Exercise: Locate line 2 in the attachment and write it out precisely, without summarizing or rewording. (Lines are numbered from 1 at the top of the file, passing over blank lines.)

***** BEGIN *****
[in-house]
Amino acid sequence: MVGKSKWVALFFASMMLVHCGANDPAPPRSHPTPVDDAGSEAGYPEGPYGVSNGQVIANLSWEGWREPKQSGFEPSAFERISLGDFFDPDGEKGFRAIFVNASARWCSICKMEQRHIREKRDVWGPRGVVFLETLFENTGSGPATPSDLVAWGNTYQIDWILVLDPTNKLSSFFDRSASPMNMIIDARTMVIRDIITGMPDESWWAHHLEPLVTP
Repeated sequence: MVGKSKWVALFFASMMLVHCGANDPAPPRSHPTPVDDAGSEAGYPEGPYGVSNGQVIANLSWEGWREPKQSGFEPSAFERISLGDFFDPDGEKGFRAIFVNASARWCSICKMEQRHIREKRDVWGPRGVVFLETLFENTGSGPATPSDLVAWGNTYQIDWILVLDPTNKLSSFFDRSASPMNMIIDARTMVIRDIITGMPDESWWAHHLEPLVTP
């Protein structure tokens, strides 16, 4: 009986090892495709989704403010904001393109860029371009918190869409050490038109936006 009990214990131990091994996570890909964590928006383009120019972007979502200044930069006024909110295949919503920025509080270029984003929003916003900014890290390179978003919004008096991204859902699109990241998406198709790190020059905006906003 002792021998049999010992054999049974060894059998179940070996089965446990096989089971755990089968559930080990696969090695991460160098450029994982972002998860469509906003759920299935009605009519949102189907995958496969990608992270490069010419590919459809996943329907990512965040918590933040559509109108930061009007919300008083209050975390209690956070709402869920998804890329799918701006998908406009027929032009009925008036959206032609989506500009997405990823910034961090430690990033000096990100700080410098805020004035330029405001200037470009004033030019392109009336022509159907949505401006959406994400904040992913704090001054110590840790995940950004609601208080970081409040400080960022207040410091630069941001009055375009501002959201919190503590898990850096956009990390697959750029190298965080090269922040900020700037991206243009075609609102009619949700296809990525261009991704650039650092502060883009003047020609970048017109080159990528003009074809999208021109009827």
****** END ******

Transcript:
Amino acid sequence: MVGKSKWVALFFASMMLVHCGANDPAPPRSHPTPVDDAGSEAGYPEGPYGVSNGQVIANLSWEGWREPKQSGFEPSAFERISLGDFFDPDGEKGFRAIFVNASARWCSICKMEQRHIREKRDVWGPRGVVFLETLFENTGSGPATPSDLVAWGNTYQIDWILVLDPTNKLSSFFDRSASPMNMIIDARTMVIRDIITGMPDESWWAHHLEPLVTP